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Scientists are mashing up steamy old thermodynamics and cutting-edge quantum mechanics into a new field they’re calling quantum steampunk. By combining some of the most established 19th-century science with nano-scale quantum technology, researchers say they can solve complex problems that require versatility and skill in both fields.

Writing for

*Scientific American*, theoretical physicist Nicole Yunger Halpern explains that one of the key concepts shared by both kinds of science is entropy. “Entropy quantifies our uncertainty,” she writes. “According to the second law of thermodynamics, the entropy of a closed, isolated system cannot shrink. This fact underlies the reality that time flows in a single direction.”
New technologies like quantum computers and quantum-based information security end up using physics as much as they use the typical programming ideas of traditional barriers like firewalls or complex passwords. Because of that, entropy is back in the picture as a way to measure unknown quantities in these quantum systems.

“Entropy is often thought of as a single entity, but in fact, many breeds of entropy exist in the form of different mathematical functions that describe different situations,” Yunger Halpern explains. She says the overarching idea of entropy and its application as functions and equations means it’s a good model for a variety of other situations, too. Quantum systems down to the nano-scale level can still be closed in the sense of the definition of entropy.

“Suppose we are trying to use entanglement to share information in a certain channel,” Yunger Halpern muses. “We might ask, Is there a theoretical limit to how efficiently we can perform this task? The answer will likely depend on an entropy.” Instead of an idea like bandwidth over a cable, quantum systems deal directly with how electrons are moving. The speeds or capacities can be pure physics.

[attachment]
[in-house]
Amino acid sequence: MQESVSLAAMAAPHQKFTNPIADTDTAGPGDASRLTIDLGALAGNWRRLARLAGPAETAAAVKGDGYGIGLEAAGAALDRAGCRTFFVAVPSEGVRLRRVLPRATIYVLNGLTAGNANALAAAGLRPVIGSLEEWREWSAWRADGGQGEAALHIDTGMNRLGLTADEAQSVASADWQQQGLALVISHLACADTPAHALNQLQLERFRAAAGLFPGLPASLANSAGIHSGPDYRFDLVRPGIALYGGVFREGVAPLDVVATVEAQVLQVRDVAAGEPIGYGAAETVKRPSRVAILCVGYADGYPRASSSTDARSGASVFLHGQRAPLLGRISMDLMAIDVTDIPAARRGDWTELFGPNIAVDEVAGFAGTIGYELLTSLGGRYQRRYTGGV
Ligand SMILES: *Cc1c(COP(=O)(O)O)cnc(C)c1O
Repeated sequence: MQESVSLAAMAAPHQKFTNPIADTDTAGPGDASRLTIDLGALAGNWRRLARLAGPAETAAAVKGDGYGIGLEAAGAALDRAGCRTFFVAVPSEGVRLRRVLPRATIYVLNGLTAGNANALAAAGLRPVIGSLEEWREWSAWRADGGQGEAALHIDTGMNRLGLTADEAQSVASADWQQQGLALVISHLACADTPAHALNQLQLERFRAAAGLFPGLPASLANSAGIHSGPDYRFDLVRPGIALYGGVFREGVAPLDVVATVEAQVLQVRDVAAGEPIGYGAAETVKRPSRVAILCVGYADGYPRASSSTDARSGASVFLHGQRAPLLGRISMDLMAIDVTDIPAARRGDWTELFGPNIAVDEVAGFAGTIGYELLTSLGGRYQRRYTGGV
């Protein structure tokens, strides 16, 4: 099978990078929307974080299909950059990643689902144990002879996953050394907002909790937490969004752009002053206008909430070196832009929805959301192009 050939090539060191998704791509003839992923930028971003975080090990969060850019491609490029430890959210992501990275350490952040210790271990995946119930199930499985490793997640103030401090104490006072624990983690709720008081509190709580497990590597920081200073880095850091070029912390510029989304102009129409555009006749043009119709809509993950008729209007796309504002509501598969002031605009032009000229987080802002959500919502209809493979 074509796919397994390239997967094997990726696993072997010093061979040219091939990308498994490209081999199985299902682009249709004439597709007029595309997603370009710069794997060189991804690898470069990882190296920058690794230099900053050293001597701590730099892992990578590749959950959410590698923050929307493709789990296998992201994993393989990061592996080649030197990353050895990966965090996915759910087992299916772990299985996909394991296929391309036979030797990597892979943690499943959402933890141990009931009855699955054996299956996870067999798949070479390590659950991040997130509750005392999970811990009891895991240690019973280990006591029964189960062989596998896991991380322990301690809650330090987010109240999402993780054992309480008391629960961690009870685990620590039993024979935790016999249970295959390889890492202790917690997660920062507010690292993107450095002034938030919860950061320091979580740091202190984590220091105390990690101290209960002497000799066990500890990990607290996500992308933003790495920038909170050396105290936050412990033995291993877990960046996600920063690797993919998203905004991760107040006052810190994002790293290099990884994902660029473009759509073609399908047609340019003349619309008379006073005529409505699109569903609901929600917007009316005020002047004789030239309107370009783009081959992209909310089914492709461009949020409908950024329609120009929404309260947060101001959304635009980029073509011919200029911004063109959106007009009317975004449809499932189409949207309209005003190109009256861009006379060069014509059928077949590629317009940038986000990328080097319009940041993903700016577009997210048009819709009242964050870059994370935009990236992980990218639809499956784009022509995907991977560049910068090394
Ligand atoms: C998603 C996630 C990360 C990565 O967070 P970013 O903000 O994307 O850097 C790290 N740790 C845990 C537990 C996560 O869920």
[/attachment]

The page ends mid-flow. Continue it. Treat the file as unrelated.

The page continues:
There’s a more direct and literal way quantum mechanics and thermodynamics must peacefully coexist. Quantum computers rely on that same direct motion of electrons and other particles, which means they generate heat that usually warms the computer to an extent that it stops running correctly. The idea of fault-tolerant quantum computing may posit ways to vent heat from quantum computers and can channel it into energy-producing heat engines.

What Yunger Halpern concludes is that while thermodynamic entropy is the one the public understands best, the next phase of science will pivot on the quantum kind.

“These entropies quantify not only uncertainty but also the efficiency with which we can perform information-processing tasks, like data compression, and thermodynamic tasks, like the powering of a car,” Yunger Halpern writes.

If you want to feel very dizzy and small in the world, think about the microsystems with entropies that nest into larger systems with larger entropies, and so on and so on—all the way up to the scale of the universe itself. Suddenly, the idea of a computer made by monitoring individual electrons one at a time doesn’t seem so far out.

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